Another frequent criticism was that when women's press associations
and clubs met, they often dealt with impractical or esoteric topics. In 1891,
shortly after the formation of the Pacific Coast Woman's Press Association, a
San Francisco newspaper ran a particularly condescending story on an association
meeting under the headline "The Blue-Stockings Listen in Silent Awe to a Real
Newspaper Woman." The association, the story reported, had presented
"impractical" papers "full of sage and erudite information, and weighty abstruse
and abstract advice as to the reformation of the world." As one member of the
association pointed out, however, the newspaper article failed to report that
the meeting was attended by many working women journalists (far from
"blue-stockings") and to put into context the prestige of the principal speaker,
none other than Boston journalist Sally Joy White.
Criticisms became harsher toward the end of the decade, and comments
on the New England Woman's Press Association and the New York Woman's Press Club
were particularly snide. One tendency was to belittle the women's clubs on the
grounds that all members did at their meetings was socialize and gossip. Thus,
"Adoniram Meek," the acerbic Boston columnist for the Journalist, wrote of the
New England Woman's Press Association's participation in a national convention
Oh, I tell you, but them wimmen folks is having great times
in Denver! May
Alden Ward, Helen M. Winslow... and all the rest of the
Eastern lady writers who sold enough
copy for two first-class fares are there. They won't come
back either until they've just
talked Denver to death and I don't blame 'em."
When women's press associations met, not only did they waste time on
gossip, according to critics, they also engaged in typical petty squabbles of
the type most frequently attributed to women. Thus, when one member of the New
England association scooped another (over a society wedding), the rivals
reportedly fell into "the ways of the typical hen." They "cackled and scratched,
and 'How could she!' and 'The horrid thing!' and 'I never did like her!' rent
the sweaty air."
And when women attended mixed-sex press conventions, according to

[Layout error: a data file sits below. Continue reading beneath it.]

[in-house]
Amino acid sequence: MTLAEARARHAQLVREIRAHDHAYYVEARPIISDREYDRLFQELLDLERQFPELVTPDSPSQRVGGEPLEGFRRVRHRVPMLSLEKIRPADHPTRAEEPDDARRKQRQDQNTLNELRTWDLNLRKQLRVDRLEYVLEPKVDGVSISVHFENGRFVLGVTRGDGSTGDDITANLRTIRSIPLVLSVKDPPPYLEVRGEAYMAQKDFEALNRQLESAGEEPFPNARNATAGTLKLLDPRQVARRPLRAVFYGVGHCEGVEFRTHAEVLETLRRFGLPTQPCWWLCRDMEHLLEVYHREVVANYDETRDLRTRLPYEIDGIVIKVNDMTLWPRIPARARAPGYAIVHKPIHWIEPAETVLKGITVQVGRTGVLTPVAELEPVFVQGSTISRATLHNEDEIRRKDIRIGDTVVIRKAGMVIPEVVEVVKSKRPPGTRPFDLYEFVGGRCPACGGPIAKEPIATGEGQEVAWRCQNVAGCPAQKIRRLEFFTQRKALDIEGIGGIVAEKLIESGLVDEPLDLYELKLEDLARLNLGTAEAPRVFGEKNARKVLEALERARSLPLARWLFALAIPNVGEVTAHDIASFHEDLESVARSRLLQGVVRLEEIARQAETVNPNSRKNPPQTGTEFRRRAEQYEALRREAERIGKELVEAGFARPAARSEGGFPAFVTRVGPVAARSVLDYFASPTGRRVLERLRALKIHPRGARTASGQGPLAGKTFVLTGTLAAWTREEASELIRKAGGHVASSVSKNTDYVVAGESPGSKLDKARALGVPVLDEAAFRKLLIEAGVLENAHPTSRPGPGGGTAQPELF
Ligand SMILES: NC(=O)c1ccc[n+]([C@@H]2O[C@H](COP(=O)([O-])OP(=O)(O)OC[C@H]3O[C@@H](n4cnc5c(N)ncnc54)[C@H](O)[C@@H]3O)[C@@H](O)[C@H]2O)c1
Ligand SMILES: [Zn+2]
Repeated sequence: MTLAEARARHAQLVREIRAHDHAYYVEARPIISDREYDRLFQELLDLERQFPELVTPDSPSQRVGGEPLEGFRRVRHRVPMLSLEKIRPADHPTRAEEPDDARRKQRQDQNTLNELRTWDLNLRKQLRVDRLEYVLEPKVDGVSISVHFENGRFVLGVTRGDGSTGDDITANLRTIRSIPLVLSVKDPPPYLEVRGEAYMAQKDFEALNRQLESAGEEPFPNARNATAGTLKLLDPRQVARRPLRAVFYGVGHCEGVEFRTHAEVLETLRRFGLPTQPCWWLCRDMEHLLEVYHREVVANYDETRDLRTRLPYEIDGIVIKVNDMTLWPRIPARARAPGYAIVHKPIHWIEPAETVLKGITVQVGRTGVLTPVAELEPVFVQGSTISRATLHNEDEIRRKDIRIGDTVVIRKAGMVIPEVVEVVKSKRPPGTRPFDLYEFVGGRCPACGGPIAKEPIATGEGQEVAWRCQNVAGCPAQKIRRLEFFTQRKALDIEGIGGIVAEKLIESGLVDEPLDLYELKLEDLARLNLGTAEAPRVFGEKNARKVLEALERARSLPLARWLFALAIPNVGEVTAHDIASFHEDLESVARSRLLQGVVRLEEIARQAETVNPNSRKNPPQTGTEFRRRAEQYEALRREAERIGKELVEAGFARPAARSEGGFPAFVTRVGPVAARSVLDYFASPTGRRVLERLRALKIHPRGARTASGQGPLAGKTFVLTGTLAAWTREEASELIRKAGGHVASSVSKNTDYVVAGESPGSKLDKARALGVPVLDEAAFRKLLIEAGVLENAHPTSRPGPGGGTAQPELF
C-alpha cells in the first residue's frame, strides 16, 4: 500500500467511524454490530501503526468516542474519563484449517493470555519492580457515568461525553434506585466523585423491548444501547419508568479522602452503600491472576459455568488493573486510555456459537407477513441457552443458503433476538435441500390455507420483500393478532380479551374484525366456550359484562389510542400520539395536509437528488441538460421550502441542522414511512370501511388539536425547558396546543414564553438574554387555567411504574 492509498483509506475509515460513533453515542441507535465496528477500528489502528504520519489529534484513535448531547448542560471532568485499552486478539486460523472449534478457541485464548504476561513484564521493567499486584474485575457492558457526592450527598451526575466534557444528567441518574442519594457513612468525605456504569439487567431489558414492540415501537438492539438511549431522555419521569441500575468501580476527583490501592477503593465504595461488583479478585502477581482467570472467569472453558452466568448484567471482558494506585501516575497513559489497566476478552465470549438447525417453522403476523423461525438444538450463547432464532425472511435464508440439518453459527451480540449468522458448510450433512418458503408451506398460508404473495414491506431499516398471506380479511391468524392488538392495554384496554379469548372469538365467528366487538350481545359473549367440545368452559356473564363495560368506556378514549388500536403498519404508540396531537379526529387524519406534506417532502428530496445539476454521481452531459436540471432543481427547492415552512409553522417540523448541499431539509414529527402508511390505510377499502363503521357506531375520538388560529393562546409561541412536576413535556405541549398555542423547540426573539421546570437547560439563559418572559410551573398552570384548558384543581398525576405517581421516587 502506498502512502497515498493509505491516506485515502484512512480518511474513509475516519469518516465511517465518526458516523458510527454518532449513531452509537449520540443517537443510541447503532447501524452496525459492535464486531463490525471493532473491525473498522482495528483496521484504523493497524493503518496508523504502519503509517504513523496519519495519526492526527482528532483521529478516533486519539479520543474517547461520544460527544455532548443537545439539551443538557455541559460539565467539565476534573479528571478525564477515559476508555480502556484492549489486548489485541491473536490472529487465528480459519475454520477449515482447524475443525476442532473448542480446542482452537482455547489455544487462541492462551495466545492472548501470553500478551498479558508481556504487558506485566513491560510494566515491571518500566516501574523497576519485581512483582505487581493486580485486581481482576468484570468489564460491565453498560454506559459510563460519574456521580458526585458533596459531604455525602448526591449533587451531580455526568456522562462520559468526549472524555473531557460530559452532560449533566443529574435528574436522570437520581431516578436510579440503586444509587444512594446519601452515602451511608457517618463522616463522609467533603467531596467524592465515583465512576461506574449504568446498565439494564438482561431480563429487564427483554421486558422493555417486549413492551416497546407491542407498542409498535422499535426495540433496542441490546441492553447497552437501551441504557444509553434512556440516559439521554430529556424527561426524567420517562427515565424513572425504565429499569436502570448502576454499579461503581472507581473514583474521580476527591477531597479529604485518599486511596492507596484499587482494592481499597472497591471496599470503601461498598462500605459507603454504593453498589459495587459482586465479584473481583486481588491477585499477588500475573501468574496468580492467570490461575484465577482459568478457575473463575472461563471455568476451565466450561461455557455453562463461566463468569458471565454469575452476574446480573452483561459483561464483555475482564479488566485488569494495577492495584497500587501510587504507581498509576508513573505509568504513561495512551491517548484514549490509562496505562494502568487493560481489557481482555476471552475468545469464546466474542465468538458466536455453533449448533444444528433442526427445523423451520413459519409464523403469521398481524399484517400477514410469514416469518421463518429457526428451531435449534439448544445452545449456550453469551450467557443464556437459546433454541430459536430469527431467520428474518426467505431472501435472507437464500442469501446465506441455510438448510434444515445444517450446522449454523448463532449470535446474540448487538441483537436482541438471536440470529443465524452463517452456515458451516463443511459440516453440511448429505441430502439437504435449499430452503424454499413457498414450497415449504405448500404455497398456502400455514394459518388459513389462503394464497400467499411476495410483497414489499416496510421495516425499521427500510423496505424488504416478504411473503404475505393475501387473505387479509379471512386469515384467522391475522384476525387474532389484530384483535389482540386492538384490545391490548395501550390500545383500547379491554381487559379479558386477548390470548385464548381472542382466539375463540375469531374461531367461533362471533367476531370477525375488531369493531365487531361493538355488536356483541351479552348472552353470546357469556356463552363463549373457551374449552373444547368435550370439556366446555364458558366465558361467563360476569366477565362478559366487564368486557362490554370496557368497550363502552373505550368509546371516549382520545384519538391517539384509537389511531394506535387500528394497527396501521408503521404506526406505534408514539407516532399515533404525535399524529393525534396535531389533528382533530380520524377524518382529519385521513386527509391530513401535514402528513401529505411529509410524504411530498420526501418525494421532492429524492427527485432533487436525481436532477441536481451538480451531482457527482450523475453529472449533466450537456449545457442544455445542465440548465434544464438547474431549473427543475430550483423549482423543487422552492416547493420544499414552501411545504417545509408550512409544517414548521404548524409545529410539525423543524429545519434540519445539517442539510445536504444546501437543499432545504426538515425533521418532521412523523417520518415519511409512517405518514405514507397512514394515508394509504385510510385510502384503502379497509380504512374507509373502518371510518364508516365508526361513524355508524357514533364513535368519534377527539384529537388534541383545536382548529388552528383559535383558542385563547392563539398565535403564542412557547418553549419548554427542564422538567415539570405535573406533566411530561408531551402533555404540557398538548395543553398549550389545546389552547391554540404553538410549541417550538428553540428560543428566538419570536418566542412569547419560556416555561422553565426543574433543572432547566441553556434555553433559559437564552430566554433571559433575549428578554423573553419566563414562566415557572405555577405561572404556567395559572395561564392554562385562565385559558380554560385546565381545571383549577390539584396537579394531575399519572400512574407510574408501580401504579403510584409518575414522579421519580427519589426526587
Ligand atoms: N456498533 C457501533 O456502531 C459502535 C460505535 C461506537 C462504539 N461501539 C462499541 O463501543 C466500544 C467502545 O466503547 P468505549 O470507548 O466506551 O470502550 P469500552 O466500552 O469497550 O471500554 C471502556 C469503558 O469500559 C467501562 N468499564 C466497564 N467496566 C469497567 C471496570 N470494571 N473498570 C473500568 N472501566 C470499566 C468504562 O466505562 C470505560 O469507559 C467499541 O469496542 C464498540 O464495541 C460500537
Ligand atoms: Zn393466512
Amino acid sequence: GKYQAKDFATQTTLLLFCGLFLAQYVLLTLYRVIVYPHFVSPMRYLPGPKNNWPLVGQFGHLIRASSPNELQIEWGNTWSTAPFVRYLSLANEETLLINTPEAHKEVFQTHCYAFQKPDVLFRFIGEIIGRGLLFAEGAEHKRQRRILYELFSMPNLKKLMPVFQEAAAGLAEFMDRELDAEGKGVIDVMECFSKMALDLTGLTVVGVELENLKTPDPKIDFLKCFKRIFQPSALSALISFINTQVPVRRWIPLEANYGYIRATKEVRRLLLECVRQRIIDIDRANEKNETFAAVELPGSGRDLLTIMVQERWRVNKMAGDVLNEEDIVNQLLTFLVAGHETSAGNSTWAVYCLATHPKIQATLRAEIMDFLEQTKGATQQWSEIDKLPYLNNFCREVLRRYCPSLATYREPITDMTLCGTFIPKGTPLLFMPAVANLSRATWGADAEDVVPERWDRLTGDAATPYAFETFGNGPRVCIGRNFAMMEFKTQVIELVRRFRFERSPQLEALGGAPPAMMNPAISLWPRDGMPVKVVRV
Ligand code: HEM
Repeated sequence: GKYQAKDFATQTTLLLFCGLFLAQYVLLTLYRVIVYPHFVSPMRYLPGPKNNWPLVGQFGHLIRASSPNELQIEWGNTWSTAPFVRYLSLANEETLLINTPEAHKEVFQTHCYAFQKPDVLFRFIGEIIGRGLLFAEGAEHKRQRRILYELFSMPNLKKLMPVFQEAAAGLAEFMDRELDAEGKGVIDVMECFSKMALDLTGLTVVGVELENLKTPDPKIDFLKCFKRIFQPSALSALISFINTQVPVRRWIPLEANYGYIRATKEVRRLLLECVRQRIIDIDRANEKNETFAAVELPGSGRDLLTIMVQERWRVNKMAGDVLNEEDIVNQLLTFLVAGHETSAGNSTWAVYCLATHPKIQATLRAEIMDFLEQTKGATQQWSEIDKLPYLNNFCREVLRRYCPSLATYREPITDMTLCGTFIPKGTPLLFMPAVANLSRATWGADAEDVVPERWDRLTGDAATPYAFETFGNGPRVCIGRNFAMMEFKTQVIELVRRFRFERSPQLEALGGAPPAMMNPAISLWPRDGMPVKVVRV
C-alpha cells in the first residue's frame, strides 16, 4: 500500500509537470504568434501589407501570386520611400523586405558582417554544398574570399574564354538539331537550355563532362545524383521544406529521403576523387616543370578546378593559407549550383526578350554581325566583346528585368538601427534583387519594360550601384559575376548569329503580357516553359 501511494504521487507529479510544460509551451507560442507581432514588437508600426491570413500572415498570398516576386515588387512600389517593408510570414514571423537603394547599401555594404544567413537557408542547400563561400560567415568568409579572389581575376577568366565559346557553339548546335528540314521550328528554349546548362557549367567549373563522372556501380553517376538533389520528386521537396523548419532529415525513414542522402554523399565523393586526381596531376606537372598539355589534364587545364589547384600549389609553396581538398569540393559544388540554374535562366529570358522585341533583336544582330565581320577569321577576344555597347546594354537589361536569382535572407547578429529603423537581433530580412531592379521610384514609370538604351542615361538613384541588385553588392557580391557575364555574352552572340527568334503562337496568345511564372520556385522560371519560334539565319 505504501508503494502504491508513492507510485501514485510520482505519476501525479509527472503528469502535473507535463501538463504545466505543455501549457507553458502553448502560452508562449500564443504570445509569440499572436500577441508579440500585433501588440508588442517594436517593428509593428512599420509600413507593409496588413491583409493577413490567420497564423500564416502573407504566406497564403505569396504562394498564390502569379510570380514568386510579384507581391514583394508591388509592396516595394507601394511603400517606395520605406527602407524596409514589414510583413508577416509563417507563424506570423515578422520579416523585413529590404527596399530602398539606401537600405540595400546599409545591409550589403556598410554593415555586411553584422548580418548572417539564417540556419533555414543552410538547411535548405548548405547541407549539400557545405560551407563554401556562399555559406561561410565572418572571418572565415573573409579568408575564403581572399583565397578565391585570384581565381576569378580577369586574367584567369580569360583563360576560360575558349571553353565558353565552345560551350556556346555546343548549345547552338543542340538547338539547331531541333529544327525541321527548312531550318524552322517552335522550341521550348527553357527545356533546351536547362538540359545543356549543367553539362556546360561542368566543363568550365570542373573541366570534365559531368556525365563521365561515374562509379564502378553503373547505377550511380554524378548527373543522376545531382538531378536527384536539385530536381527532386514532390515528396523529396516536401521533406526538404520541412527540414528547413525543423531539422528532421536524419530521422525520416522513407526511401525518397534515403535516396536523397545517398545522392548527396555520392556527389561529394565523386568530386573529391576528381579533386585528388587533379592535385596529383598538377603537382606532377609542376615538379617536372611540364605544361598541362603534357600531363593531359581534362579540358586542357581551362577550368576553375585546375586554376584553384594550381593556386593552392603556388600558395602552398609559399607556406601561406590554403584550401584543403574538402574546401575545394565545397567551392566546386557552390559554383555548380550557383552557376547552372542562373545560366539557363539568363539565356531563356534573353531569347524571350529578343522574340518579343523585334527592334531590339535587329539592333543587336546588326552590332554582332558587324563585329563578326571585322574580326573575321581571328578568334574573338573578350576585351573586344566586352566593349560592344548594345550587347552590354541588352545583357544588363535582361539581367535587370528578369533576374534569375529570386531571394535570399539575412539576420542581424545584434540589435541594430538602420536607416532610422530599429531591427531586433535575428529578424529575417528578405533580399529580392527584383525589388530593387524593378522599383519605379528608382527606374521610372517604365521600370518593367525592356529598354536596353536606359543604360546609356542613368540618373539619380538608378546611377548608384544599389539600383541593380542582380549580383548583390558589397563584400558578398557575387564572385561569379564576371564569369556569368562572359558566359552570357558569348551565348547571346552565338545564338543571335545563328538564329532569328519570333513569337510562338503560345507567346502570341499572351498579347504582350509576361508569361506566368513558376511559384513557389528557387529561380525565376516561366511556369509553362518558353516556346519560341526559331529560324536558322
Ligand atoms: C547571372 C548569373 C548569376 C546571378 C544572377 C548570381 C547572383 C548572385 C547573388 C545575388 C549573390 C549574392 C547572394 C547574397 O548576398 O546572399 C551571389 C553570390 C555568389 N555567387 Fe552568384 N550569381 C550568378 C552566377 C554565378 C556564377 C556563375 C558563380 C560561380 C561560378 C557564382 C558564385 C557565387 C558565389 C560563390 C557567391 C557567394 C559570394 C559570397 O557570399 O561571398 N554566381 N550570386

critics, they did so simply as a form of entertainment. Following the annual
convention of the International League of Press Clubs in Philadelphia in 1898,
Allan Forman of the Journalist ridiculed the convention as a purely social event
which gave an annual opportunity to "a number of estimable old ladies and young
and old gentlemen to enjoy a week's junket at reduced prices." Forman opposed
the idea of removing the (male) New York Press Club from the League, however, on
the grounds that the League was innocuous enough and should be allowed to
persist if it "amuses the old ladies in trousers and skirts who attend its
conventions." In the following week, "Asmodeus," the Journalists' columnist
from Philadelphia, disagreed with Forman's criticism of the League as being a
purely social organization, but agreed in protesting against the "participation
in any newspaper convention of women whose sole claim to recognition consists of
the fact of their being present." This was quite inaccurate, for many of the
women attending the convention as delegates were affiliated with newspapers.
By the turn of the century, women had become a very visible part of
American public life. They had mobilized across the nation in clubs and
associations that demanded reforms in women's rights, suffrage, temperance, and
the workplace. Universities had begun to admit women as students and they were
slowly making their way into some of the male-dominated professions such as the
ministry, the law, and medicine.
It was inevitable that journalism would get swept up in the woman's
movement. By 1900 women's press associations, which claimed more than 700
members across the nation, were established in at least seventeen states and
their representatives were participating in national conventions of mixed-sex
professional organizations such as the National Editorial Association and the